During National Sports Eye Safety Month, it’s a good time to think about eye safety for your children since many sports activities start up during spring: soccer, baseball, racquetball and lacrosse to name a few. Of course, sports are common through all four seasons and just about all of them can pose some risk to the eyes.
But just how common are eye injuries from sports? Do you really need to be concerned about something happening to your child’s eyes?
Yes. Thousands of injuries occur each year, and over 90 percent of them can be prevented. Let’s take a closer look.
How Common Are Eye Injuries From Sports?
Each year, according to www.lehmanneyecenter.com, approximately 100,000 Americans suffer eye injuries while participating in sports and other recreational activities. Nearly 42,000 of these injuries require some type of emergency room treatment.
While these are huge numbers, the good news is that the majority of these incidents can be prevented with the proper protective eyewear.
Children Are Vulnerable To Eye Injuries
Children, in particular, need their parents and coaches to watch out for the health and safety of their eyes. According to the National Eye Institute, eye injuries are the leading cause of blindness in American children. Additionally, most injuries that occur in school-aged children are sports related.
Despite the risk of eye injuries, most youth sports leagues do not make eye protection mandatory. This means that each year, millions of children participate in sports while their eyes are left unprotected.
What Are The Most Frequent Eye Injuries?
Some of the most common sports-related eye injuries that occur in young children are:
- Blunt trauma. Blunt trauma occurs when something hits the eye, such as a baseball or hockey puck. It can lead to injuries such as a broken bone, a ruptured eyeball or a detached retina. Black eyes may look bad, but they are typically less serious.
- Penetrating injuries. Penetrating injuries are rare, but they still happen. They occur when something penetrates the eye, such as another child’s finger or a pair of glasses that the child is wearing. The penetration can lead to a mild or deep cut.
- Radiation injuries. When children are exposed to too much ultraviolet light from the sun, they can suffer from a radiation injury. These injuries are rare and most likely to happen to kids who participate in sports like snow skiing or water skiing.
What Types Of Protective Eyewear Are Available?
Parents and coaches must insist that young athletes wear the right equipment. The two most common forms of protective eyewear include safety glasses and safety goggles.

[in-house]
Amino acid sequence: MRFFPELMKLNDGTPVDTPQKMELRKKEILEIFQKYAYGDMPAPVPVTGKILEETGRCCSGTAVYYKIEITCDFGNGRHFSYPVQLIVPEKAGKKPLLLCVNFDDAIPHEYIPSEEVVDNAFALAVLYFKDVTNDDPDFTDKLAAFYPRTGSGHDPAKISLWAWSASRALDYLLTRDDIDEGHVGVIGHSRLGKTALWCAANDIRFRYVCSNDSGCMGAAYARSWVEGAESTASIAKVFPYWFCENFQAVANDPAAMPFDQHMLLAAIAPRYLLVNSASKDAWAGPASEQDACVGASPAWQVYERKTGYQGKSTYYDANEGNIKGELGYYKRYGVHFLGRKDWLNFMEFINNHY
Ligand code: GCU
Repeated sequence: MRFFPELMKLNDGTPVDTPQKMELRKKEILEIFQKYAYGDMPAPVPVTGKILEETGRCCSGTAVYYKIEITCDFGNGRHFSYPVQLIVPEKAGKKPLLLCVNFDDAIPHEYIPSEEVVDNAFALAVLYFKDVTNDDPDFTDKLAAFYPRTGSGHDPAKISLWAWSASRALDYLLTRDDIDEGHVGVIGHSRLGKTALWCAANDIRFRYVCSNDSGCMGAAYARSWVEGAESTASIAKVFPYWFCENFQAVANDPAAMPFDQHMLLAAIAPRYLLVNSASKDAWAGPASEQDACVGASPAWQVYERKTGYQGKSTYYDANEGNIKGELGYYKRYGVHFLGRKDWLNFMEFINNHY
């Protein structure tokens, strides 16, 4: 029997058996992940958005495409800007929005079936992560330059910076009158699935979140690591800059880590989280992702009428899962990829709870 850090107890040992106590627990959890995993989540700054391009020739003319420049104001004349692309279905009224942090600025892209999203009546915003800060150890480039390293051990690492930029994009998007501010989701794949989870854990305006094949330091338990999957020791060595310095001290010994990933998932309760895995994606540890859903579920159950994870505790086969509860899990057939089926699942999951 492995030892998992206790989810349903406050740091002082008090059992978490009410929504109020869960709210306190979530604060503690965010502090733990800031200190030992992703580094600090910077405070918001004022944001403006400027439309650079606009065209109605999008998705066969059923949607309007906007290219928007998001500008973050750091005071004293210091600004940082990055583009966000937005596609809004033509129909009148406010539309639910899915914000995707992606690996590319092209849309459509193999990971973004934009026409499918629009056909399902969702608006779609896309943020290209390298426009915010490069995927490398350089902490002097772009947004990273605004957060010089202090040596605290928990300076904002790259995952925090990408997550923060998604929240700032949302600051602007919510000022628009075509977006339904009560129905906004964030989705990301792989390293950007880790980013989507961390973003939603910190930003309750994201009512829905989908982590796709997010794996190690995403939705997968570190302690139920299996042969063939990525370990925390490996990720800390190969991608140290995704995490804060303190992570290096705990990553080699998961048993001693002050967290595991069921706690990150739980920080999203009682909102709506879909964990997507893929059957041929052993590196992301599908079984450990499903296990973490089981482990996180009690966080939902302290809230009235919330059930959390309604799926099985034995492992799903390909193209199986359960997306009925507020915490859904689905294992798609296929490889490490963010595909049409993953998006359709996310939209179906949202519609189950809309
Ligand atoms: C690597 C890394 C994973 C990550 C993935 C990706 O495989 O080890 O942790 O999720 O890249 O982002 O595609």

When selecting protective eyewear, opt for those that are made from ultra-strong polycarbonate. This material is much stronger than regular plastic, and it offers more resistance to impact. Young athletes don’t have to worry about the eyewear interfering with their vision, either. These safety glasses will not impact vision.
All children need eye protection, not just those who wear contacts or glasses. However, if your child does wear one or the other, let them know that they can get their goggles in a prescription that matches their glasses or contacts.
Teach Your Children Safe Practices
Sports are an important part of many children’s lives, as they should be. However, it’s imperative that parents and coaches teach young athletes to protect their eyes.
The best way to do this is to encourage wearing protective eyewear when getting dressed for a game or competition. Children don’t understand the dangers that can happen if they leave their eyes vulnerable to injury, so it’s up to parents and coaches to remind them.
In support of National Sports Eye Safety Month, think about how you can make things safer for your child’s eyes as they begin their spring sport!
Chief Operating Officer, The Compounding Pharmacy of America
Matthew Poteet, Pharm.D. graduated with Honors from Lee University with a Bachelors of Science in Biological Science. After his undergraduate training, he completed the Doctor of Pharmacy program at Mercer University Southern School of Pharmacy, graduating in 2004. Dr. Poteet has spent much of his pharmacy career on staff at two of the most prestigious academic teaching hospitals in the Southeast; Emory University in Atlanta and Vanderbilt University Medical Center in Nashville. At these institutions he received extensive experience and training in sterile products compounding.
He returned home to East Tennessee in 2010, where he has held the position of Pharmacy Director at two sterile products pharmacies in Knoxville. Matthew lives in Knoxville with his wife, Chris. Dr. Poteet is Tennessee’s first Board Certified Anti-Aging Pharmacist by the American Academy of Anti-Aging Medicine.